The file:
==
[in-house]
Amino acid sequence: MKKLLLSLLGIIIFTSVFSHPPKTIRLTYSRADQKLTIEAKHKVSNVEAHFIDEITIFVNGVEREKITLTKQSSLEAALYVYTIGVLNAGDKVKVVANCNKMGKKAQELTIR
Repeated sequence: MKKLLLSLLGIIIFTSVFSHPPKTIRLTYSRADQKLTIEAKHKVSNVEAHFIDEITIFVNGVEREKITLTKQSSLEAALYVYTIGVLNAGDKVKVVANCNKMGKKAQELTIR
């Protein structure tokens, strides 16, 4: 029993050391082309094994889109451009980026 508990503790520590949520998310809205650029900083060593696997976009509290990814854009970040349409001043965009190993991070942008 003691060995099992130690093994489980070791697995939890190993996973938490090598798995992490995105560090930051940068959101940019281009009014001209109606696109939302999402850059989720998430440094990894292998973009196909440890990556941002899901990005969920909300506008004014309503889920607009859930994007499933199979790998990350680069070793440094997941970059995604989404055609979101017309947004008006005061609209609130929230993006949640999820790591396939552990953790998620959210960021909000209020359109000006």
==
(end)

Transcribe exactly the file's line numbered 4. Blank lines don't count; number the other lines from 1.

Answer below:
């Protein structure tokens, strides 16, 4: 029993050391082309094994889109451009980026 508990503790520590949520998310809205650029900083060593696997976009509290990814854009970040349409001043965009190993991070942008 003691060995099992130690093994489980070791697995939890190993996973938490090598798995992490995105560090930051940068959101940019281009009014001209109606696109939302999402850059989720998430440094990894292998973009196909440890990556941002899901990005969920909300506008004014309503889920607009859930994007499933199979790998990350680069070793440094997941970059995604989404055609979101017309947004008006005061609209609130929230993006949640999820790591396939552990953790998620959210960021909000209020359109000006």